Experts warn that forehead thermometer checks are not enough to ensure workers don’t have COVID-19.
McMillan is hosting a webinar Friday to discuss construction sector recovery. There’s some big hitters on the panel.
Provincial workers compensation boards say they are only allowing claims for COVID infections if the workplace put the workers at increased risk for getting the virus. And you don’t even have to report if the worker’s case doesn’t seem to fit the criteria. But whether workers were put at risk will be adjudicated on a case-by-case basis. If someone comes down with COVID in your company, are you better safe than sorry? One thing is for sure: PPE, distancing and handwashing are absolutely essential to protect your operation against claims.
The Vancouver Regional Construction Association has joined the Canadian Construction Association to lobby Ottawa to give contractors support for costs incurred on delayed federally funded projects.
Architects from around the world chime in in this Canadian Architect article on how the pandemic might permanently change how we think about cities and development. The fear of a return to suburban sprawl is palpable.
The construction season is going ahead in Saskatoon.
Trudeau is extending the CEWS through June.
Some people are not happy with Quebec reopening.
Do you love numbers? Here’s StatCan’s raw pandemic data since January.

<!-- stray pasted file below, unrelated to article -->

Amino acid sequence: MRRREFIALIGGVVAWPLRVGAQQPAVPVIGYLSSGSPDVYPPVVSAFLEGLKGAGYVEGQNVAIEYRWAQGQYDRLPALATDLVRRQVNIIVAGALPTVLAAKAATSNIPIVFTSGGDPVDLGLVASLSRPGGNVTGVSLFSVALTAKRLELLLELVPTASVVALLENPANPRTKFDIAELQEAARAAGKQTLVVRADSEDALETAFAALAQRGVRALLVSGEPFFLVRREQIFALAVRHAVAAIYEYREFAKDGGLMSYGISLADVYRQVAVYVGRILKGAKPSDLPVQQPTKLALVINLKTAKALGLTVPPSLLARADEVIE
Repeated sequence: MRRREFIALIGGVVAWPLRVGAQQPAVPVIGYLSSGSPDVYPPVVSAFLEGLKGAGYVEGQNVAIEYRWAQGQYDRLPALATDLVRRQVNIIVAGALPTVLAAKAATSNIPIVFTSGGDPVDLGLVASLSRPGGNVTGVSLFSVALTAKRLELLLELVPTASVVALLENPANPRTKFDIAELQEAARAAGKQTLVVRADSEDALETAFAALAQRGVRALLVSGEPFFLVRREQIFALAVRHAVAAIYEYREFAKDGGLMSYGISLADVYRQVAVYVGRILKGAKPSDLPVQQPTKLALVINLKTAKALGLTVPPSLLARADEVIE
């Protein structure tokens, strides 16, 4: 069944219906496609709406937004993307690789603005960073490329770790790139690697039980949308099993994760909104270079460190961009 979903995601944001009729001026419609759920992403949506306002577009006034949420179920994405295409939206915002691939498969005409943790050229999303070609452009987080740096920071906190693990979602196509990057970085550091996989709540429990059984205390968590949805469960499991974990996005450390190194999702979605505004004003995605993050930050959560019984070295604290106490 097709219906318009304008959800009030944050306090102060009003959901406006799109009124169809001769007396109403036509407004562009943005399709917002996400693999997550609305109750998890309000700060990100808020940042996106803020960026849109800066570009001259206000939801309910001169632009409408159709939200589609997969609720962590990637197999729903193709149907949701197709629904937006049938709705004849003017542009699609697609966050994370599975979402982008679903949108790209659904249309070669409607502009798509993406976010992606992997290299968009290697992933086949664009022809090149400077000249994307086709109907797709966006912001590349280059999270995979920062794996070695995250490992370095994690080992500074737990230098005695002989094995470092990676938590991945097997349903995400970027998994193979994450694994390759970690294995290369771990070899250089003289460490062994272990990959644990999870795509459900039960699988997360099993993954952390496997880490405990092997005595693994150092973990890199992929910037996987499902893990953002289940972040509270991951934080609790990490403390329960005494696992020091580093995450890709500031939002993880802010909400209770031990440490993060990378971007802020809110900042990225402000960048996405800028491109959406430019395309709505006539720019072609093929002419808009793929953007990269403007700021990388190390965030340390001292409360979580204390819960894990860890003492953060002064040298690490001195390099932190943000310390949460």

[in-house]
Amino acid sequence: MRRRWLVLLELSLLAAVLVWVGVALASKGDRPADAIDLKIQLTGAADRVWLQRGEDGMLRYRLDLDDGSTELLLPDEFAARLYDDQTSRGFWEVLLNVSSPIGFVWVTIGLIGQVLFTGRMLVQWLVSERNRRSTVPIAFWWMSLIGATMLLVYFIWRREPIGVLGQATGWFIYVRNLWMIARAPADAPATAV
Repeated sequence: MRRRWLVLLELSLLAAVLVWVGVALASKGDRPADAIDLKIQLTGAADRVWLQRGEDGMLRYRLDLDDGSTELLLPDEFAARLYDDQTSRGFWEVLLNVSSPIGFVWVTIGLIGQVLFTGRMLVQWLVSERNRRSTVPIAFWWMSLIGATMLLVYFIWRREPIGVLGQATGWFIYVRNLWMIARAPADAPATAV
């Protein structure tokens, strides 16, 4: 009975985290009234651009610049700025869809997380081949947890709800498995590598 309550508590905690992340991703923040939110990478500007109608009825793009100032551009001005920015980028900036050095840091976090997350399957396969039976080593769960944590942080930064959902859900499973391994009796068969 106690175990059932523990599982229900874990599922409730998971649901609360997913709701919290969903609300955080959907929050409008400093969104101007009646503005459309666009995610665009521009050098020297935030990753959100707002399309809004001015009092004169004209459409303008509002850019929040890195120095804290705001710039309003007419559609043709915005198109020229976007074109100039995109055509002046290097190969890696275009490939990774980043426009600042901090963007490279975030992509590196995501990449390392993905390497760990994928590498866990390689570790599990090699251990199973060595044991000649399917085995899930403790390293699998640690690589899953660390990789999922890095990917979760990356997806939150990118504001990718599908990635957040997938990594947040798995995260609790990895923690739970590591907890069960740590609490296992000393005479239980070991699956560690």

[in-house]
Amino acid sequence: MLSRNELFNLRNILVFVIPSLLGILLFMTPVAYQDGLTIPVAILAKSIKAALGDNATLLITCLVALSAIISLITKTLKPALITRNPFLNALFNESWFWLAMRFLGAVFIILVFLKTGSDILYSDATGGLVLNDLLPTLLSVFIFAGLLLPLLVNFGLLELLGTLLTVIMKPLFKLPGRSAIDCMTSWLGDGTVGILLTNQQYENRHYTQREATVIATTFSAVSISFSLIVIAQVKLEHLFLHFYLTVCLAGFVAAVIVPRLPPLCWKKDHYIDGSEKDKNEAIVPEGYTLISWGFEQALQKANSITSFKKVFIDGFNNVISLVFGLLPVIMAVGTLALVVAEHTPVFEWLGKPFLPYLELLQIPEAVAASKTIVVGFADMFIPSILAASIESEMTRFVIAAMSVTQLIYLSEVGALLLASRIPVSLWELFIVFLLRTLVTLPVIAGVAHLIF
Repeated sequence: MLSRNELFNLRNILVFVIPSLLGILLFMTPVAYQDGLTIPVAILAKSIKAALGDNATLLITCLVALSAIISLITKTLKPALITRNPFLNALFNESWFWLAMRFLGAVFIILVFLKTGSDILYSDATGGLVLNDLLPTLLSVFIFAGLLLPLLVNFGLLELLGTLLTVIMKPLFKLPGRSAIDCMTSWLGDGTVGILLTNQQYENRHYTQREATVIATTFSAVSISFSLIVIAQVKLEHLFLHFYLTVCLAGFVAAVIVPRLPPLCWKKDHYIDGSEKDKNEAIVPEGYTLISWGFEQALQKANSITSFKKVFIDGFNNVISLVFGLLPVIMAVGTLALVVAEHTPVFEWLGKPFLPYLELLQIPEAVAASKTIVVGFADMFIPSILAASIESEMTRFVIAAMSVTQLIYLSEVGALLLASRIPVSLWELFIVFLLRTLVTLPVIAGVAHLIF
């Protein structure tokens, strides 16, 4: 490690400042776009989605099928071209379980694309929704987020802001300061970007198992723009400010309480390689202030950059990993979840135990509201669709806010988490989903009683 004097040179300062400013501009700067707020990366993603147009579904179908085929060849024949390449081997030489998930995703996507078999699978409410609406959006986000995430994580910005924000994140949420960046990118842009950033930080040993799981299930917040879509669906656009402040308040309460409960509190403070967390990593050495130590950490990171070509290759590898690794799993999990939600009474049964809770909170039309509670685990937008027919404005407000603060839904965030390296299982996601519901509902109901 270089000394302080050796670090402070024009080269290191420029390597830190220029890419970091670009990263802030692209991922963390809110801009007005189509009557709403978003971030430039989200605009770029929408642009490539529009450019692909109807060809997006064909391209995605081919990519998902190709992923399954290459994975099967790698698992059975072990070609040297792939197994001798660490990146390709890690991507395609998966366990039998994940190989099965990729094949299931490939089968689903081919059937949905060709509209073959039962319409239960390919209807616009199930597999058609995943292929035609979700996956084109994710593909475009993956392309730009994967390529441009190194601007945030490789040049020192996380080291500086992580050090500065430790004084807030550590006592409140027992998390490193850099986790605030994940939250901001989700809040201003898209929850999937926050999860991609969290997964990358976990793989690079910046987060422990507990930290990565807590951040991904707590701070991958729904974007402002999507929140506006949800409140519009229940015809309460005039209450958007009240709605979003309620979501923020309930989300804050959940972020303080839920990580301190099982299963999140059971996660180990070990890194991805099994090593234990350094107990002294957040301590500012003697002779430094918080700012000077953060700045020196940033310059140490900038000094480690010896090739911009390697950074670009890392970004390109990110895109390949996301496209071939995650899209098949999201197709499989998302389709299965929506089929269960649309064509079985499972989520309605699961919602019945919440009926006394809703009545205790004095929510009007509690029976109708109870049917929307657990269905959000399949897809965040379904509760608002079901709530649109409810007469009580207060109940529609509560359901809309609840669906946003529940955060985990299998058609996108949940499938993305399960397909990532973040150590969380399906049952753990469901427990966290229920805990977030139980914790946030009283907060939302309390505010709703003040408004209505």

Surrey. B.C., city council has approved an impressive slate of assistance measures for residents, including cuts to municipal development fees. How does it compare to what your jurisdiction is doing?
B.C. is going to allow municipalities to hold public hearings online to make sure no one loses the opportunity to scream about a proposed development in their area.
Quebec has pushed back the date for Montreal retail stores opening amid an increase in hospitalizations, but construction and manufacturing are still set to go on May 11.
Expiry of working-at-heights certificates in Ontario has been pushed back one year. If you got your certificate between February and August 2017, it is good for four years instead of three. In other words, you don’t have to update it this year.
The Ontario Construction Secretariat has released results of a survey of COVID impacts on ICI contractors. It’s a chilling read – 87% of respondents say their work has declined by at least half, 19% say they are shut down entirely.
CFIB welcomes the start of reopening but praises a measured approach.
A step-by-step guide to applying for CEWS from the Canadian Business Resilience Network.
B.C. extends its temporary layoff period to 16 weeks.
The NGA is offering its MyGlassClass online courses for architectural glass workers for free in the month of May.